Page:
Saturday, July 30, 2011

Saturday, July 30, 2011
            Today was a busy day—some things were difficult to experience, but there was some fun sprinkled throughout the day as well. We began the day by traveling to a nearby town and visiting a hospital in the area—I cannot include many details because of the hospital’s wishes. We saw several kids who have been abandoned by their parents—suffice to say it was difficult to see those beautiful babies who are unwanted by their own mothers and fathers. There was a baby who was just lying in his bed, sobbing. He wanted so badly to be held and loved by someone. Another one was just a few months old, maybe younger, and was upset when he wasn’t held. There just aren’t enough nurses to provide the proper care for these babies. When we came back for lunch, Vasya was telling us a little about the government system and the birth of a baby in a family—when a baby is born, the family receives money from the government. With each additional child, they receive more money. Vasya was saying for the third child, you receive $1000 (all monetary figures will be USD) when the child is born and an additional $150 every month for three years. This may not seem like much when you consider how much it costs to raise a child in America, but to put it into perspective, the average salary in Ukraine is less than $200 per month. Usually much less than this—the doctor in this hospital today was telling us that an average doctor in Ukraine makes only $100 per month. To compare, that is like saying in America, a doctor would be making a teacher’s salary—the people who are performing surgeries on a daily basis! So, in Ukraine, it means a lot to receive this money for a child. It would seem logical for the family to stop receiving money if they give up a child, but according to the law, the parents only have to visit their child in the orphanage once every 6 months to keep receiving the money. This is only one example of the corruption here.
            Today we also went to Mukachevo to tour a castle that has been there since the 9th century, I believe. The view was spectacular, and you could look in several directions and within just a few dozen kilometers were the borders of Romania, Hungary, and Slovakia. It was nice to tour something so historic and interesting.
            After the castle tour, we returned to HOM for lunch. I’m not sure they could have prepared a more tasty lunch—borscht with sour cream and crepes—two of my favorite Ukrainian dishes! Смачно! Tasty!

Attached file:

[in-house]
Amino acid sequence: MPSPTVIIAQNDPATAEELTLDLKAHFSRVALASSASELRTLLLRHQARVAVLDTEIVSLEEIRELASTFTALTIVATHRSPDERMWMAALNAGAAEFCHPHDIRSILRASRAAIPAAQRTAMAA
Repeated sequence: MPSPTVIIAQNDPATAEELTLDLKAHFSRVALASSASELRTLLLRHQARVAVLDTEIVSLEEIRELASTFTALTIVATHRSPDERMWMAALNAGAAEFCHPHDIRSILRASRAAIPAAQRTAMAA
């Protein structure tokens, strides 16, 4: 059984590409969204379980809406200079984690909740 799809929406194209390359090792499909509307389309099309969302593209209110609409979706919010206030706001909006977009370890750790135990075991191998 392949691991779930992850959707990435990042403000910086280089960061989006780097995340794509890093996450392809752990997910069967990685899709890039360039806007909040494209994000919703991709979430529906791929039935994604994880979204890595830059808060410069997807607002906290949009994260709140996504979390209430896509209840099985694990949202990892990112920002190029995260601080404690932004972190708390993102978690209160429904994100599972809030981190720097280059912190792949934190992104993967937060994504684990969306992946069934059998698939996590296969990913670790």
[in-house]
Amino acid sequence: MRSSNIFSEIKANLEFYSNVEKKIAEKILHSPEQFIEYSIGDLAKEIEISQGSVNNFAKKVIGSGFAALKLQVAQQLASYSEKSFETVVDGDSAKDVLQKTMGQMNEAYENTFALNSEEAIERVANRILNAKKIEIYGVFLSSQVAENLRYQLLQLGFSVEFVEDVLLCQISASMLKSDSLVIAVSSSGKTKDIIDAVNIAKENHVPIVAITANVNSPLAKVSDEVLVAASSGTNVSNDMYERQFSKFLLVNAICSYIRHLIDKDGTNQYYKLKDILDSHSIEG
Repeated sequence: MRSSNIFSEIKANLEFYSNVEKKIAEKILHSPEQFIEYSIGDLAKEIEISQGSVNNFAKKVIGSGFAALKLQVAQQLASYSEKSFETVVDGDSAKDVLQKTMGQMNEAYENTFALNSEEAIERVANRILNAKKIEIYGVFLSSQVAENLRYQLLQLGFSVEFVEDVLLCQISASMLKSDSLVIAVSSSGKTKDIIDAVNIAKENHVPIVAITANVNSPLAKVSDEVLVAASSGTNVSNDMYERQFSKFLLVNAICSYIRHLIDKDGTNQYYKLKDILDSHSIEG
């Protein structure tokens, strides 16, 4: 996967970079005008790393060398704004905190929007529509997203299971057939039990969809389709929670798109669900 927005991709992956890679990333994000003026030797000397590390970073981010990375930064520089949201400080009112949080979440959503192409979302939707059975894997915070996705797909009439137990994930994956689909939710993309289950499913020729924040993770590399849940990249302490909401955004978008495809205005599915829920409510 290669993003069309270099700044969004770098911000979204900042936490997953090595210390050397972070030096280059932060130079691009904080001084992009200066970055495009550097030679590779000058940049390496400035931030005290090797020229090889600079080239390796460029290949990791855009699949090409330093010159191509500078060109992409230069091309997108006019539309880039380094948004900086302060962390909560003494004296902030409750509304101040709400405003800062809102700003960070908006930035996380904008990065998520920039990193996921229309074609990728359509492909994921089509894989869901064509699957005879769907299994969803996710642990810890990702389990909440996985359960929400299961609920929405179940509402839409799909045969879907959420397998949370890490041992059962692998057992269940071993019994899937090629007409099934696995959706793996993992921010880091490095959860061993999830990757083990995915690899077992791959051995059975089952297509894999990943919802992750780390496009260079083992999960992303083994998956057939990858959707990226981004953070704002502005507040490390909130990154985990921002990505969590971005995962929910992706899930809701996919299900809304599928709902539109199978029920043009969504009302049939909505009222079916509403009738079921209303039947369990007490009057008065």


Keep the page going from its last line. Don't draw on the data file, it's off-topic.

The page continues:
Our last visit of the day was the inner city Roma camp—a different settlement than the one I visited on Sunday—I thought I was prepared for this, but it was still heartbreaking to see the conditions. When we arrived in the van, I wish I had my camera ready because the kids began chanting, “Vasya, Vasya!” It was so sweet to see that they recognize and love him. We came today to scout out the area where we will hold camp, so we could know what kind of space was available to us. People immediately wanted to show us their houses, presumably to make the needs known to Vasya. I was shocked at the filth these people were living in and around; in one corner of the settlement there was a large trash heap. Children were playing on top of the trash like it was just any other dirt hill and the people were telling Vasya that the heavy rains have produced a river of poisonous water running through the settlement and into homes. I thought I would be prepared after visiting a different settlement earlier this week, but in the other place, it was dirty just because it had rained and the mud was deep. This place, though, was covered in absolute filth. I cannot imagine having to live in these conditions with the risk of diseases that these people face. I am looking forward to having camp here; I had a chance to play with the kids while the Canadian team was planning for the camp and I think it will be so fun to play with the kids. They were just so happy and had beautiful smiling faces, just wanting to hold hands and have their pictures taken. I wish we had more time in places like this.
            Tonight when I went down for dinner, Joma put his arms up to me to be picked up, and he started singing to me, “I like to move it move it…” It was so cute—he is still learning how to speak clearly, so it was just a mumbled jumble of words. It made me happy to know that these kids are so well cared for here, and so happy despite their situations. At dinner, two kids prayed before the meal; Vasya says every child here, in every prayer, prays for Natalka’s (Natasha) legs and Joma’s back. How sweet that they care for one another so much.
Sweet baby

So tiny...big brown eyes

View from the castle in Munkacs

Team picture with Vasya

The dog looks as if he's suspended in midair :)

Interesting statue...too bad it's pagan (maybe? Our unofficial guide wasn't sure...)

Interior of the castle grounds

And then the monsoon came...started out just a little trickle...

Then a small waterfall...

Then a full blown waterfall down the steps...

Poor bride had to make a run for it while it was only slightly pouring...


...and crepes...with strawberry jam...this meal couldn't get any better...

Can you find the kite? Wayyy up in the sky...

The water these boys are standing in is toxic; poisoned by...

the trash heap these boys are playing on

Posing...such a pretty girl for such an unappealing backdrop

Crowding in for a picture

And again

This little girl followed me around so she shows up in a few...Donya is her name I believe

Vasya said the cross at the top of this Orthodox church was struck by lightning and fell down...maybe a sign from God?

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